Road Tested Living

As truck drivers we all know how hard it is to find balance.  The balance of long workdays, combined with time on the road, and  family obligations, finding time for ourselves or personal interests and our health is a challenge.  Like many drivers this one I struggle with.  The last several years has been working on loosing weight and improving my health. (Yes it has been a roller-coaster.)  As well as doing health advocacy for drivers and behind the scenes works on many other projects.

I fell into a trap.  I allowed myself to get so busy and over-committed. That frankly I burned out.  Here I am one of the biggest advocates for cooking on the truck as a way to improve your health. Yet I began to eat more and more in the truck stop.  Why?  I was working very long days driving and helping with projects related to cooking and driver health.  It became easier to go into truck stop and let someone else cook while I was answering e-mails and phone calls.  As my stress mounted I began to stress eat.  On one occasion I am embarrassed to admit. I realized I ate probably close to an 1/8 of a sheet cake with out realizing it at a buffet.  I was so focused on work I just stopped thinking about what I put into my mouth.

As a result the weight I had worked so hard to loose came back.  Then some family issues came up increasing my stress and in short I stopped trying.  During this time I caught a couple of those seasonal bugs going around the ones while your not sick you just feel drained and wiped.  So I retreated.  I stopped blogging, and  cut back on really everything.  Several friends kept encouraging me to get back on track.  The company Doctor yelled at me on my last physical, and slowly my motivation to get things done is returning.  I have lost some weight  about 8-10 lbs depending on the scale.  I also am finding the desire to cook quick simple things on the truck again.  As well as my inspiration and desire to write and blog and do other things is returning.

Trucking heals my soul. Photo by Tom Kyrk

Trucking heals my soul. Photo by Tom Kyrk

How I recovered my interest and passion for many things is simple.  I pulled back and began doing simple things that I enjoyed like reading or taking a casual walk on a scenic path.  not walking fast for exercise but just to enjoy myself.  Taking this time to myself allowed me to reset. I also had conversations with trusted friends and business partners.  They encouraged me to simplify and focus on doing a few things well rather than trying to do everything.  I also have found some good friends with similar interests to help me in certain areas.  I have realized I can not do everything on my own.  (That was not an easy lesson to learn, and accept.)  I have said this before and will say it again.  Driving truck can be healing for me when I allow it it can heal my soul by giving me the time I need for myself.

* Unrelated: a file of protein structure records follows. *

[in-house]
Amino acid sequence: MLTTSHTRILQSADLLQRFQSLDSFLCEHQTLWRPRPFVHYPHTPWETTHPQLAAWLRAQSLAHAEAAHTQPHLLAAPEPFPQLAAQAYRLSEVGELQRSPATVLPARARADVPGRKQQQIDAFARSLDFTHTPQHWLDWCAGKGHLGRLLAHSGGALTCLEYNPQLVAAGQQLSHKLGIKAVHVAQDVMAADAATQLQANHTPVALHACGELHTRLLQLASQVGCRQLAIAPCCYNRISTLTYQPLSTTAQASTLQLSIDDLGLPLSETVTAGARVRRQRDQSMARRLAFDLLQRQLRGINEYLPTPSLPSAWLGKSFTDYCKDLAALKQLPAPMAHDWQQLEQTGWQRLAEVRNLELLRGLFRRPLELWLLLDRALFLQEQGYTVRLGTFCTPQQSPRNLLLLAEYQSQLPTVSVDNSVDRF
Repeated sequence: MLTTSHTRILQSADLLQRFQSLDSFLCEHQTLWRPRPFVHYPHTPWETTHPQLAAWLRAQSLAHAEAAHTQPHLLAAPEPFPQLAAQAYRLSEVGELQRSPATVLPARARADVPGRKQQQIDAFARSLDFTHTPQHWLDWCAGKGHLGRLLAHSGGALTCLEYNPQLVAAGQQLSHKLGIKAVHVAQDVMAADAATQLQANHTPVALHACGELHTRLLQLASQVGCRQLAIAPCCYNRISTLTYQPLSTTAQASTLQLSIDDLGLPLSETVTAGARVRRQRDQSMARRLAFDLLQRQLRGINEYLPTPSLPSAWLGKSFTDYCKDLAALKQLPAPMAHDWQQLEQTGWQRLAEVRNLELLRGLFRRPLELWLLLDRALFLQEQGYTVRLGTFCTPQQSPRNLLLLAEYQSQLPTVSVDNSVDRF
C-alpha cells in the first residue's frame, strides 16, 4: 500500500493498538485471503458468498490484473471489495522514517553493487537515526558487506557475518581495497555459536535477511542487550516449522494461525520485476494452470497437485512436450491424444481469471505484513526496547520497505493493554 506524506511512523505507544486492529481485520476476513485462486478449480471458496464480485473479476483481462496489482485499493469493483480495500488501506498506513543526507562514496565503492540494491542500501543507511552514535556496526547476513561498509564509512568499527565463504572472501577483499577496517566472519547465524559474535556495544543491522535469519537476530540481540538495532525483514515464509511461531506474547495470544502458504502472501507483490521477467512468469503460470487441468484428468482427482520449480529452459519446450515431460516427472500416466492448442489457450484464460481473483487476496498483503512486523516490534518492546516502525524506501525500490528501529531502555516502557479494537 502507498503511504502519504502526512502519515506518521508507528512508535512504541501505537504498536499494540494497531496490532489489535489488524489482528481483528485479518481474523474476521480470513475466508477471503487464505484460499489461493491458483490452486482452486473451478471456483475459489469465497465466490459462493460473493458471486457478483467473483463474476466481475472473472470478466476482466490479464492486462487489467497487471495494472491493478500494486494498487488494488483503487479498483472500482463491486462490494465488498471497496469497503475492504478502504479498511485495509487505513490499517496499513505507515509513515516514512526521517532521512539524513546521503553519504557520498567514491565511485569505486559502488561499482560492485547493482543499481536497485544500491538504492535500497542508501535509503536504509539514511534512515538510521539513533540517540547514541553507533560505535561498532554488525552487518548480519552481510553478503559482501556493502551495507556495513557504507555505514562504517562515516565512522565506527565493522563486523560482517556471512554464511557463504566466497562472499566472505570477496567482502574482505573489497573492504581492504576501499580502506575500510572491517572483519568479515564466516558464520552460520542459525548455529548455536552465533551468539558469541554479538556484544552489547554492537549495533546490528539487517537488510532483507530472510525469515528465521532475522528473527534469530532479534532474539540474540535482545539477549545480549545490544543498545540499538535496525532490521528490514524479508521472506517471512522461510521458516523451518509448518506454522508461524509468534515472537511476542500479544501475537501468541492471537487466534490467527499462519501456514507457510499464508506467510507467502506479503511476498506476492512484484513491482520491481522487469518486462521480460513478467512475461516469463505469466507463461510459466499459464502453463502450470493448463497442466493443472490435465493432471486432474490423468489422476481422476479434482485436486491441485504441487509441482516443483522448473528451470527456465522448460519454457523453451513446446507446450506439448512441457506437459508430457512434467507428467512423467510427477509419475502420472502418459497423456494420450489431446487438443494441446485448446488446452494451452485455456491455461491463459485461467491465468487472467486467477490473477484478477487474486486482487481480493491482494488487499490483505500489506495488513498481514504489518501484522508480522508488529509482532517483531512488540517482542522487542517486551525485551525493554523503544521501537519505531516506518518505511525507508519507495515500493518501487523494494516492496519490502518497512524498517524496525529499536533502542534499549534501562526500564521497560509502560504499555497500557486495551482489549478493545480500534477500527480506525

Slowly my motivation and interests have been returning.  I have often said the journey to physical health begins with small steps and doing them consistently.  I am realizing that all aspects of health and life on the road are the same.  They are taking small steps so that you feel fulfilled, but not allowing yourself to get so overburdened with projects, and interests that you stop having time for yourself.

So slowly this summer  my hiatus, or beak form it all is coming to an end.  In fact I have begun to look at it as if I am taking a vacation from my break.  I have found I missed the interactions and everything else that goes along with it.  however I have learned a few important lessons.

  1.  Take time to yourself.  It is OK to be selfish and take some time where you focus on you.
  2. Do not over commit.  We spend so much time on the road. That when we do get time off we tend to try and do too much in our free time to make up for things we miss out on the road.  As a result we come back more tired then when we left.
  3. Find friends or others that can help keep you focused and give you that friendly slap upside the head when needed.
  4. Have fun.  The great Wendy Parker at Overdrive (of the George and Wendy Show on Facebook)  who I am pleased to consider a friend. (Why she puts up with me is a good question.) Told me last year when I was having a bad day with my head firmly in my rectal cavity.  if your not having fun then why the HE double hockey-sticks are you doing it.

A special thanks to Wendy, my friends, family, and partners who have put up with me over the last several months on my “hiatus”  They have helped me to realize it is OK to take time to yourself. But at the end of the day you have to take that vacation from your hiatus and get back to reality.  Thanks to everyone who has been part of that important lesson I have had to learn yet again while one the road.

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I have been driving in the trucking industry for 9 years working for a major over the road refrigerated carrier. In "previous lives," I have worked as a police dispatcher while in college for Geology and Sociology, spent time in restaurant kitchens, and spent 9 years in retail electronics. Of all my jobs, I enjoy probably enjoy driving the most, with cooking not far behind. During my time as a driver my weight went up and my health went down. In the last few years I have made the decision to start taking back my health. chronicles my story, as well as that of other drivers. It will share tips and tricks that, if they work for professional drivers with limited time, space, and equipment, they should be able to work for anyone. It also allows me to share my passion for the trucking industry, and good food with others. Simply put, Road Tested Living is all about Learning to Live Well from Life's Lessons on the Road.

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